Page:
What are the implications of all this?<div class="rm-shortcode" data-media_id="ceXv4XLv" data-player_id="FvQKszTI" data-rm-shortcode-id="3b407f5aa043eeb84f2b7ff82f97dc35"> <div id="botr_ceXv4XLv_FvQKszTI_div" class="jwplayer-media" data-jwplayer-video-src="https://content.jwplatform.com/players/ceXv4XLv-FvQKszTI.js"> <img src="https://cdn.jwplayer.com/thumbs/ceXv4XLv-1920.jpg" class="jwplayer-media-preview" /> </div> <script src="https://content.jwplatform.com/players/ceXv4XLv-FvQKszTI.js"></script> </div> <p>Firstly, it shows that direct investments in children in a variety of areas generate very high MVPFs. Likewise, the above chart shows that a large number of the programs considered pay for themselves, particularly ones that "invest in human capital" by promoting education, health, or similar things. While programs that focus on adults tend to have lower MVPF values, this isn't a hard and fast rule.</p><p>It also shows us that very many programs don't "pay for themselves" or even go below an MVPF of one. However, this study and its authors do not suggest that we abolish programs like disability payments just because they don't turn a profit.</p><p>Different motivations exist behind various programs, and just because something doesn't pay for itself isn't a definitive reason to abolish it. The returns on investment for a welfare program are diverse and often challenging to reckon in terms of money gained or lost. The point of this study was merely to provide a comprehensive review of a wide range of programs from a single perspective, one of dollars and cents. </p><p>The authors suggest that this study can be used as a starting point for further analysis of other programs not necessarily related to welfare. </p><p>It can be difficult to measure the success or failure of a government program with how many metrics you have to choose from and how many different stakeholders there are fighting for their metric to be used. This study provides us a comprehensive look through one possible lens at how some of our largest welfare programs are doing. </p><p>As America debates whether we should expand or contract our welfare state, the findings of this study offer an essential insight into how much we spend and how much we gain from these programs. </p>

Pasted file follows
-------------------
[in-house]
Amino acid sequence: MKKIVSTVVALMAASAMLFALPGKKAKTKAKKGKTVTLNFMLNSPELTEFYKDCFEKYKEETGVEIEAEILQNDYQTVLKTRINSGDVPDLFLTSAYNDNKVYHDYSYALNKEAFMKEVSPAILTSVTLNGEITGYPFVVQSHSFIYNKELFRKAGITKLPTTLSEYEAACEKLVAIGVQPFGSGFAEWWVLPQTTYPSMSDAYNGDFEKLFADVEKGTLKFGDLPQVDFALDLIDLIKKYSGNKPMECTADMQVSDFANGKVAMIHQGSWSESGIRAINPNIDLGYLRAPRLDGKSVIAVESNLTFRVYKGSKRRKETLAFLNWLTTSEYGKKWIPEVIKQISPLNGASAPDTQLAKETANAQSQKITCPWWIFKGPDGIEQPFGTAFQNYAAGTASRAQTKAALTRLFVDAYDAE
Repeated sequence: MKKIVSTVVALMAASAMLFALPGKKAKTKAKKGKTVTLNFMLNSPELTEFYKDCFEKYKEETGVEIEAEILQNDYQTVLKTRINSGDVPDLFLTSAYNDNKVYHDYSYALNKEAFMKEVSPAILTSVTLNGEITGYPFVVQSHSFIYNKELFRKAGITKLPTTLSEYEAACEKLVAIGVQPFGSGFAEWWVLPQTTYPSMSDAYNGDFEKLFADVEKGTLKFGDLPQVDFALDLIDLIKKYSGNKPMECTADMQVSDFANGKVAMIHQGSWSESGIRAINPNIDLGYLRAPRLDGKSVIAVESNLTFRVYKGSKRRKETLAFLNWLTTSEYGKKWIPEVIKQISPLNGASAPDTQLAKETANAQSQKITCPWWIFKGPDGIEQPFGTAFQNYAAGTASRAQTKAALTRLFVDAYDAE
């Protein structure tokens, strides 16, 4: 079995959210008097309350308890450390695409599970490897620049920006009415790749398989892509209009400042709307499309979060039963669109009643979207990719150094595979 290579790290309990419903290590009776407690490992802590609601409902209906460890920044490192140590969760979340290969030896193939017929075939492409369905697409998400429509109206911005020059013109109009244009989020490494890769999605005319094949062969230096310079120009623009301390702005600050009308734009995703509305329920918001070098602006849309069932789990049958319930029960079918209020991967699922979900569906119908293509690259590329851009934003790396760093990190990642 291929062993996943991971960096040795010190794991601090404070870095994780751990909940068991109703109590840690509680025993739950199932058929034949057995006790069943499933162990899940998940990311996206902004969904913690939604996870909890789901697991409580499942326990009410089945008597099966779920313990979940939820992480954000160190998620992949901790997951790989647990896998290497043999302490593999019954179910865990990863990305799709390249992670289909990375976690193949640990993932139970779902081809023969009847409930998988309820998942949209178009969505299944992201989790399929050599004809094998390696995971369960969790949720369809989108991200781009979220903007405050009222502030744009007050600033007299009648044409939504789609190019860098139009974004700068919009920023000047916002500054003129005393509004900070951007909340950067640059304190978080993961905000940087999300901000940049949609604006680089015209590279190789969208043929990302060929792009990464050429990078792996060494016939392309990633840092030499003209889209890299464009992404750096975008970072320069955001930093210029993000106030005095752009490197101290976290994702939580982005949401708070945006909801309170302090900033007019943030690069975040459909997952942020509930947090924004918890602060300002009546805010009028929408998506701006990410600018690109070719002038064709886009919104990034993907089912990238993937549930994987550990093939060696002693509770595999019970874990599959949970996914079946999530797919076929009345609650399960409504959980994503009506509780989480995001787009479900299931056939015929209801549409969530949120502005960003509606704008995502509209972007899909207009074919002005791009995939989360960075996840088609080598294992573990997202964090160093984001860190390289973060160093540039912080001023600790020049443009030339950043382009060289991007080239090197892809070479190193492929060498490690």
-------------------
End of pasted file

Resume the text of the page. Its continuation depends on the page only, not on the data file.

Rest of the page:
Finding a balance between job satisfaction, money, and lifestyle is not easy.
- When most of your life is spent doing one thing, it matters if that thing is unfulfilling or if it makes you unhappy. According to research, most people are not thrilled with their jobs. However, there are ways to find purpose in your work and to reduce the negative impact that the daily grind has on your mental health.
- "The evidence is that about 70 percent of people are not engaged in what they do all day long, and about 18 percent of people are repulsed," London Business School professor Dan Cable says, calling the current state of work unhappiness an epidemic. In this video, he and other big thinkers consider what it means to find meaning in your work, discuss the parts of the brain that fuel creativity, and share strategies for reassessing your relationship to your job.
- Author James Citrin offers a career triangle model that sees work as a balance of three forces: job satisfaction, money, and lifestyle. While it is possible to have all three, Citrin says that they are not always possible at the same time, especially not early on in your career.